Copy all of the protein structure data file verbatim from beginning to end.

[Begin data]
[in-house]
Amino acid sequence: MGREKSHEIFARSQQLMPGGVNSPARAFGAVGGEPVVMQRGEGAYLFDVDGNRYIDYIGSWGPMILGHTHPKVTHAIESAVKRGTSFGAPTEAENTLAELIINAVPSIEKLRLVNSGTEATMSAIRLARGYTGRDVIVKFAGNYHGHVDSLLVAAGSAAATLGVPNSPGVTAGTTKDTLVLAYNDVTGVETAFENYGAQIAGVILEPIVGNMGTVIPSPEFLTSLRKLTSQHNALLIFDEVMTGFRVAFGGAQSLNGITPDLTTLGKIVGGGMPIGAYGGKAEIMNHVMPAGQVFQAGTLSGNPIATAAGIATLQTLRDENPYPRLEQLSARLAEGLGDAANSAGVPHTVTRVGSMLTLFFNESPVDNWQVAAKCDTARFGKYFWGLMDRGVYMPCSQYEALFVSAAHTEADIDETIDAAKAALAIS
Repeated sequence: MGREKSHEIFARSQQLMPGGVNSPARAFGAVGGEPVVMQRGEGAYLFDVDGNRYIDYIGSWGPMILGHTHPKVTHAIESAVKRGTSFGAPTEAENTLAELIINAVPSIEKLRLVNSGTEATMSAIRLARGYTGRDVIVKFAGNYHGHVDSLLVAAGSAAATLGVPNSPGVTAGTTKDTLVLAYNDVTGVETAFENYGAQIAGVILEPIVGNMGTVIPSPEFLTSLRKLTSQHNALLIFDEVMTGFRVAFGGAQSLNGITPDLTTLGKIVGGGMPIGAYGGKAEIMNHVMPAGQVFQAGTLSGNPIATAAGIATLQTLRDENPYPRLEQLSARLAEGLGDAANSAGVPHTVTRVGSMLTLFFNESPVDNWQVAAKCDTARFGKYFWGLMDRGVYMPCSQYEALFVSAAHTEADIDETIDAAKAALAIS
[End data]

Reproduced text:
[in-house]
Amino acid sequence: MGREKSHEIFARSQQLMPGGVNSPARAFGAVGGEPVVMQRGEGAYLFDVDGNRYIDYIGSWGPMILGHTHPKVTHAIESAVKRGTSFGAPTEAENTLAELIINAVPSIEKLRLVNSGTEATMSAIRLARGYTGRDVIVKFAGNYHGHVDSLLVAAGSAAATLGVPNSPGVTAGTTKDTLVLAYNDVTGVETAFENYGAQIAGVILEPIVGNMGTVIPSPEFLTSLRKLTSQHNALLIFDEVMTGFRVAFGGAQSLNGITPDLTTLGKIVGGGMPIGAYGGKAEIMNHVMPAGQVFQAGTLSGNPIATAAGIATLQTLRDENPYPRLEQLSARLAEGLGDAANSAGVPHTVTRVGSMLTLFFNESPVDNWQVAAKCDTARFGKYFWGLMDRGVYMPCSQYEALFVSAAHTEADIDETIDAAKAALAIS
Repeated sequence: MGREKSHEIFARSQQLMPGGVNSPARAFGAVGGEPVVMQRGEGAYLFDVDGNRYIDYIGSWGPMILGHTHPKVTHAIESAVKRGTSFGAPTEAENTLAELIINAVPSIEKLRLVNSGTEATMSAIRLARGYTGRDVIVKFAGNYHGHVDSLLVAAGSAAATLGVPNSPGVTAGTTKDTLVLAYNDVTGVETAFENYGAQIAGVILEPIVGNMGTVIPSPEFLTSLRKLTSQHNALLIFDEVMTGFRVAFGGAQSLNGITPDLTTLGKIVGGGMPIGAYGGKAEIMNHVMPAGQVFQAGTLSGNPIATAAGIATLQTLRDENPYPRLEQLSARLAEGLGDAANSAGVPHTVTRVGSMLTLFFNESPVDNWQVAAKCDTARFGKYFWGLMDRGVYMPCSQYEALFVSAAHTEADIDETIDAAKAALAIS